Age-related macular degeneration (AMD) is the leading cause of central visual loss and legal blindness in patients over the age of 65 years.1,2 The exudative or neovascular form of AMD accounts for over 90 % of the cases with severe visual loss.3
AMD is a highly complex disease with demographic, environmental and genetic risk factors. The pathogenesis of AMD lesions remains largely unclear and current evidence suggests that AMD results from genetic predisposition and a combination of metabolic and inflammatory insult to photoreceptors and retinal pigment epithelium (RPE).4
The Seven Year Update of Macular Degeneration Patients (SEVEN-UP) study helped elucidate the challenges of long-term management of neovascular AMD (nvAMD), in particular that it is a chronic disease and that the patients remain at risk of vision loss many years after the treatment.5
There is a need to find the best treatment regime for nvAMD that optimises visual outcomes and safety while minimising burden to patients, carers and healthcare providers (see Table 1). This editorial focuses on the pros and cons of current nvAMD treatment regimens and proposes a regimen appropriate for 2016.
Studies directly comparing treatment regimens are often complicated by the usage of different drugs, a retrospective nature, single-arm design or cross-study comparison, so interpretation can be difficult.
Currently Available Regimens for Neovascular Age-related Macular Degeneration
Regimens can be divided into an initiation and a stability/ maintenance phase.
Many studies used three initiation injections, on a monthly basis, to commence treatment.6,7 This remains a pragmatic way of commencing therapy as the majority of patients in a one dose plus re-treatmentas- necessary regimen still required three doses to achieve a similar good outcome.8
Once maximum control of activity and visual gain is achieved, ongoing disease suppression is required. The different approaches for managing this stability/maintenance phase can be considered as either ‘reactive’ or ‘proactive’ regimens. In the reactive form, treatment is given on a pro re nata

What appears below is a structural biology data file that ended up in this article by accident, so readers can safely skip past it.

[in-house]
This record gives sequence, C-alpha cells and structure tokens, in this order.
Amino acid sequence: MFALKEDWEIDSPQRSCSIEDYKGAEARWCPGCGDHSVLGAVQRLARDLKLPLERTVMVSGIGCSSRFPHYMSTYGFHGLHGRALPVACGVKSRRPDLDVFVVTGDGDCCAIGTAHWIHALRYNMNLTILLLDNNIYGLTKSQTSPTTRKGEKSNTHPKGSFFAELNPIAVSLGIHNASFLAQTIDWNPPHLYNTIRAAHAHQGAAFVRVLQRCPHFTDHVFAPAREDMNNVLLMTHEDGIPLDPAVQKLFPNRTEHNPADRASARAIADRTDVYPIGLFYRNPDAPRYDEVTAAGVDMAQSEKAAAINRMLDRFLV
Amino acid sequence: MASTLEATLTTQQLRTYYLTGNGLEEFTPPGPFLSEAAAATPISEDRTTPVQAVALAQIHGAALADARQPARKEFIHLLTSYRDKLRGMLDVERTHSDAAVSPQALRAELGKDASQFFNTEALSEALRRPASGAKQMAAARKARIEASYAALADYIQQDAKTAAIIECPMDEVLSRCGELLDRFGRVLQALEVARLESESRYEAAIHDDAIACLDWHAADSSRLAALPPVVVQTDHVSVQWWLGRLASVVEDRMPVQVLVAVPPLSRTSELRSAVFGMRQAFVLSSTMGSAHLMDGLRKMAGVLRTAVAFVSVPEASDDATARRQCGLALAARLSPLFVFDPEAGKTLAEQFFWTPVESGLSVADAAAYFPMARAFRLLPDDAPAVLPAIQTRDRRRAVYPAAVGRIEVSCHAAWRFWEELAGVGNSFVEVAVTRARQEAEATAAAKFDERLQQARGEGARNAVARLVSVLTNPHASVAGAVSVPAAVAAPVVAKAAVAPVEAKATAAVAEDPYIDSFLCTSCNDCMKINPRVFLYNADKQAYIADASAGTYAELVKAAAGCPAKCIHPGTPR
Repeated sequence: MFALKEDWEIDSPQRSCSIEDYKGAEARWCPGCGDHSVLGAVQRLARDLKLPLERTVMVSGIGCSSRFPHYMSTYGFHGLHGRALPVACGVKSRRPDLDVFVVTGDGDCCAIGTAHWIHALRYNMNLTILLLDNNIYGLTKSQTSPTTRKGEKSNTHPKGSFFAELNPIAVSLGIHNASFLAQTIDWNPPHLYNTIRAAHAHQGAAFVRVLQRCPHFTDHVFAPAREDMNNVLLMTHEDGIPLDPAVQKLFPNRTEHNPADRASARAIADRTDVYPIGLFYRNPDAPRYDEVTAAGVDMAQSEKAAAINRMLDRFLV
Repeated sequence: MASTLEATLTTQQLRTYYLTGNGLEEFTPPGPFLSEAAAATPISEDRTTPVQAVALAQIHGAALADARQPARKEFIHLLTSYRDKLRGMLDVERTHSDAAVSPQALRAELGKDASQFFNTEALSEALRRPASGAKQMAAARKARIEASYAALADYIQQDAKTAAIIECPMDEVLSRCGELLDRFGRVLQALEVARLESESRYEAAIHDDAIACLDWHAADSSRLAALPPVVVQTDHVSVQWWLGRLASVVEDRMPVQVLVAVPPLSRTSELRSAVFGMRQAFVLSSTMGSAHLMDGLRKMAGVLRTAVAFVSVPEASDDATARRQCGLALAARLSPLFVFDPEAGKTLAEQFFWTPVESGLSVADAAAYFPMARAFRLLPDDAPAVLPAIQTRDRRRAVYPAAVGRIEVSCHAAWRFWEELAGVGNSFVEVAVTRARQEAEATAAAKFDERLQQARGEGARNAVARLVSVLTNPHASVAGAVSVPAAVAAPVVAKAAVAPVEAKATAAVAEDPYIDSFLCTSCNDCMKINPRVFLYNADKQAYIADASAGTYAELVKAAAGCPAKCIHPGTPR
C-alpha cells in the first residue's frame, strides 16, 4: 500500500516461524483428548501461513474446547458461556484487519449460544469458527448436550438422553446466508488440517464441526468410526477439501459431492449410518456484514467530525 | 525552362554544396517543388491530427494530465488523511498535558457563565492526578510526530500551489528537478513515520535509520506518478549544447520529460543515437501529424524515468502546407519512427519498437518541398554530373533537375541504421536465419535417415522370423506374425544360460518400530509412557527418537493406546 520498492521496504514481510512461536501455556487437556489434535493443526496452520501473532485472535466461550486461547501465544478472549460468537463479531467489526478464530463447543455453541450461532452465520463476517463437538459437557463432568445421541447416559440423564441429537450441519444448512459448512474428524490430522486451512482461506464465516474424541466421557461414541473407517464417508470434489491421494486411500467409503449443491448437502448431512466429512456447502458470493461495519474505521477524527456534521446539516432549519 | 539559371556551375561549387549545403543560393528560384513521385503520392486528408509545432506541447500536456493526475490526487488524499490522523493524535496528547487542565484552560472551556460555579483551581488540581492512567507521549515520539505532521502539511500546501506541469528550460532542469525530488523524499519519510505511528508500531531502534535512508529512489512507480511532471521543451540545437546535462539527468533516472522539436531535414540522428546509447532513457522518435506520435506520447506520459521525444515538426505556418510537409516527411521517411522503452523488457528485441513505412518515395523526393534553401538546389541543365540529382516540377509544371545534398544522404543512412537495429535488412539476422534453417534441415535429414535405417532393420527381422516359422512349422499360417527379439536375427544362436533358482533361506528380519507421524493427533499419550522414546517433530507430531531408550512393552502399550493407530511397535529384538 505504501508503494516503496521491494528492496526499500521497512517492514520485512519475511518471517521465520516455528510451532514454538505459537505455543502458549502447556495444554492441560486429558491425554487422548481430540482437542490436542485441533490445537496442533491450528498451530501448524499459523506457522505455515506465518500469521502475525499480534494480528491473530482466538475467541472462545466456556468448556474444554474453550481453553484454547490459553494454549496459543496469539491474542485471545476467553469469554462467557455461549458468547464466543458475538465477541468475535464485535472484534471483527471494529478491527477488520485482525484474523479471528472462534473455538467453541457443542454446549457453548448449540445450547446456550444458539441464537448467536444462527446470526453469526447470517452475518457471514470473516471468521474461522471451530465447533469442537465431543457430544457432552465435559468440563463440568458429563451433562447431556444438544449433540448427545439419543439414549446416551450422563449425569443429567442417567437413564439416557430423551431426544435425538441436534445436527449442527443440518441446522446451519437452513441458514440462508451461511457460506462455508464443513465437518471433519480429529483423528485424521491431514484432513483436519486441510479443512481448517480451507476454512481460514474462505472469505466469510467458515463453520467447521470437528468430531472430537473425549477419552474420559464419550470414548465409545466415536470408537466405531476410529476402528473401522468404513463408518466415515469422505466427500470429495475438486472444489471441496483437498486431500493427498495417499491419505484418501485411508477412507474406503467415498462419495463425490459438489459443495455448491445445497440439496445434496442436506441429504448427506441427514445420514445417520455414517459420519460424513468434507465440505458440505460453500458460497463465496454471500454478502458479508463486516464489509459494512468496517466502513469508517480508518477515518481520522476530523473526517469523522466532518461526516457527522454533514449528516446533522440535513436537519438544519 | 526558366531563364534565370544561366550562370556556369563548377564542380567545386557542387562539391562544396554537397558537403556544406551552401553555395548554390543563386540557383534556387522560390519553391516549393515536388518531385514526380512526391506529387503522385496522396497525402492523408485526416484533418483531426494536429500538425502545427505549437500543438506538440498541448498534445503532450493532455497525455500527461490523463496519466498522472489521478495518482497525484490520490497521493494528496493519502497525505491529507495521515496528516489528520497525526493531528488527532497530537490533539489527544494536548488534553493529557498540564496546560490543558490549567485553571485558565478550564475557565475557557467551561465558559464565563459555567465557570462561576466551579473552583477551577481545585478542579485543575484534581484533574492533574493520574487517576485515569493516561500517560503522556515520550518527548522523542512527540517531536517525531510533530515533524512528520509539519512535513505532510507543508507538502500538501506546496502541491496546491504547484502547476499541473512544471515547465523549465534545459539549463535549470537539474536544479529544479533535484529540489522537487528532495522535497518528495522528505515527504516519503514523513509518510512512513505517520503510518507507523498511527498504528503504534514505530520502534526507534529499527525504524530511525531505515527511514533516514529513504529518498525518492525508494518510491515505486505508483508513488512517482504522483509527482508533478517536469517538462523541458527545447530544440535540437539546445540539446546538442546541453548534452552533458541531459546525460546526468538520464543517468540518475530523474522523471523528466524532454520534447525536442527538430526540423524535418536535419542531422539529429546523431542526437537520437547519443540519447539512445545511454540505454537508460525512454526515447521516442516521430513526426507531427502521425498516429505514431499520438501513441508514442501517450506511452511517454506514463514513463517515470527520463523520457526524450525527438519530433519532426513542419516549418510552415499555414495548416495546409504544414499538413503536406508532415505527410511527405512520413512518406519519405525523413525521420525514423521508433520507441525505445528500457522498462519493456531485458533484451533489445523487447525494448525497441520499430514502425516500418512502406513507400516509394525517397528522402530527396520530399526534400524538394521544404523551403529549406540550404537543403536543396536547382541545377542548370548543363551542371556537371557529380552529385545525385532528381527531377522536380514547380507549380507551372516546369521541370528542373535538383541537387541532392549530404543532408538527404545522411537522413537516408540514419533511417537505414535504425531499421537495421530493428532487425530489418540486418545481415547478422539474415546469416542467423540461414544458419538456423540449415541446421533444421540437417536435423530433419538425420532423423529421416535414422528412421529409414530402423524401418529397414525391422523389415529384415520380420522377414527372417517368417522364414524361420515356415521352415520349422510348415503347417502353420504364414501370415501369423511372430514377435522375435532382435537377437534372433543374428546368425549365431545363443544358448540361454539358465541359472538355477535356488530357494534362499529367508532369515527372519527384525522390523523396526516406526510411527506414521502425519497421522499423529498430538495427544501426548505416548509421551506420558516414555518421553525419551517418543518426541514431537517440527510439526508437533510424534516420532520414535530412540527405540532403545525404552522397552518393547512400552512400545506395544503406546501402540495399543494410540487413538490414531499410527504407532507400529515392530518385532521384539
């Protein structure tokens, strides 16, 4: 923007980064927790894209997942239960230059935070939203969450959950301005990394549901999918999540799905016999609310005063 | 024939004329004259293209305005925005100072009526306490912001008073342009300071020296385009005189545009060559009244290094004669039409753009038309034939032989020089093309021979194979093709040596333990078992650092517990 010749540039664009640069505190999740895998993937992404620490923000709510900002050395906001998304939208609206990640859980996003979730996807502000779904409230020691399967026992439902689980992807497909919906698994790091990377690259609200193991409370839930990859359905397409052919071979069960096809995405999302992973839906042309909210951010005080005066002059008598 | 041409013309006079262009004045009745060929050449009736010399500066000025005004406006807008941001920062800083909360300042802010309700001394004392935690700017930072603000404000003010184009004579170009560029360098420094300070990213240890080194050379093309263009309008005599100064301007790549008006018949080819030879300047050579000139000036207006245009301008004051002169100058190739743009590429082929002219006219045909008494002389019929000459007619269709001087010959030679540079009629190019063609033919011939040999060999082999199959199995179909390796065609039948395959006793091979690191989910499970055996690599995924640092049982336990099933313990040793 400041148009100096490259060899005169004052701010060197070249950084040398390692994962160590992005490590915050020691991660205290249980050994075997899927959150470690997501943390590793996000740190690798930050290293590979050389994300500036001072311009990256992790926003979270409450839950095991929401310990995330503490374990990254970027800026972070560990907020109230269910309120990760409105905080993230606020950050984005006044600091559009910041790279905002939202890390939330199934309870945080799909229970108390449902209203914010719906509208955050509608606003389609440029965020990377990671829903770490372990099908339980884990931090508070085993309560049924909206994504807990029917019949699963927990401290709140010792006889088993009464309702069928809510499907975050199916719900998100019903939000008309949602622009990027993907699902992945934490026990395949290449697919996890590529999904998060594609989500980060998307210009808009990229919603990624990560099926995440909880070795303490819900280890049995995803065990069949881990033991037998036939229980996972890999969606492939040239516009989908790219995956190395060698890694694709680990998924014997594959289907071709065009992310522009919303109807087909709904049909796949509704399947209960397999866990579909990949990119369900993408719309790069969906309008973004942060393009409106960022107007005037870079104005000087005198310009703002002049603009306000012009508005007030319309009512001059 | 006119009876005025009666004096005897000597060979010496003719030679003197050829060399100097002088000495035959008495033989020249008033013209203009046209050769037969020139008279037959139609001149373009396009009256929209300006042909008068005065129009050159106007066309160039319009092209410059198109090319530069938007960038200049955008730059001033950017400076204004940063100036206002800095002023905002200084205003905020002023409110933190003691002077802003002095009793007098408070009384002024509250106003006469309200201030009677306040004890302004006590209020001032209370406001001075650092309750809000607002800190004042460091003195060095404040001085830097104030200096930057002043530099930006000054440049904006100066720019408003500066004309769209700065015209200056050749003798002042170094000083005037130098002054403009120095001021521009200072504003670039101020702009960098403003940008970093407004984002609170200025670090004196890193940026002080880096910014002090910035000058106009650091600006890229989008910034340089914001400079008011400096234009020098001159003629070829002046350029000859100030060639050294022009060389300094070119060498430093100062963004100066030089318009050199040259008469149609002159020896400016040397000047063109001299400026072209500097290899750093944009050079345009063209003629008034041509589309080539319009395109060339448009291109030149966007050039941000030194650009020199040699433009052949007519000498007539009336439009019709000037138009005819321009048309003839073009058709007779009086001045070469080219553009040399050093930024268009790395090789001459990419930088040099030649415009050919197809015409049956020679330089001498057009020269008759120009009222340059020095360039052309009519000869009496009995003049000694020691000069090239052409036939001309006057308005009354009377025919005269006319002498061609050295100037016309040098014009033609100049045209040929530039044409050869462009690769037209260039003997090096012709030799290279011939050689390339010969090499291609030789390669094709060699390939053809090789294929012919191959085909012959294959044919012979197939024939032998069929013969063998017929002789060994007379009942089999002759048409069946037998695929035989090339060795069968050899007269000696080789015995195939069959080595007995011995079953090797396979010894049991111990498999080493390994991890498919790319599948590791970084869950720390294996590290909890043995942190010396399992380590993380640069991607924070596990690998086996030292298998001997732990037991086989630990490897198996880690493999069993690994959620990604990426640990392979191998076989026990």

(prn) basis whenever there are signs of activity and can be either ‘tolerant’ of a degree of disease activity or ‘intolerant’ of any signs activity. Disease activity is judged by taking a composite view of new symptoms, reduced measured visual acuity, dynamic evaluation with fluorescein angiography and most important morphology on optical coherence tomography (OCT). Intraretinal fluid and cysts, subretinal fluid and sometimes change in pigment epithelial detachment height are also considered.
In the proactive form, treatment is given in a continuous manner, ideally before disease activity manifests. Proactive regimens can be further subdivided into ‘fixed’ or ‘variable’ form.
Pro Re Nata– or As-needed-basis Treatment
The Comparison of AMD Treatment Trials (CATT) treated patients with bevacizumab or ranibizumab according to either a monthly fixed dosing or an intolerant prn regimen.8 At 1 year, there was no clinically significant difference in visual acuity outcomes between the ranibizumab monthly dosing and as-needed dosing arms.
The safety and efficacy of a flexible dosing regimen of ranibizumab in an nvAMD study (Safety Assessment of Intravitreous Lucentis for AMD [SAILOR] study) had re-treatment criteria that tolerated a degree of disease asctivity.7 Visual acuity outcomes were inferior to those observed in the intolerant CATT-style regimen.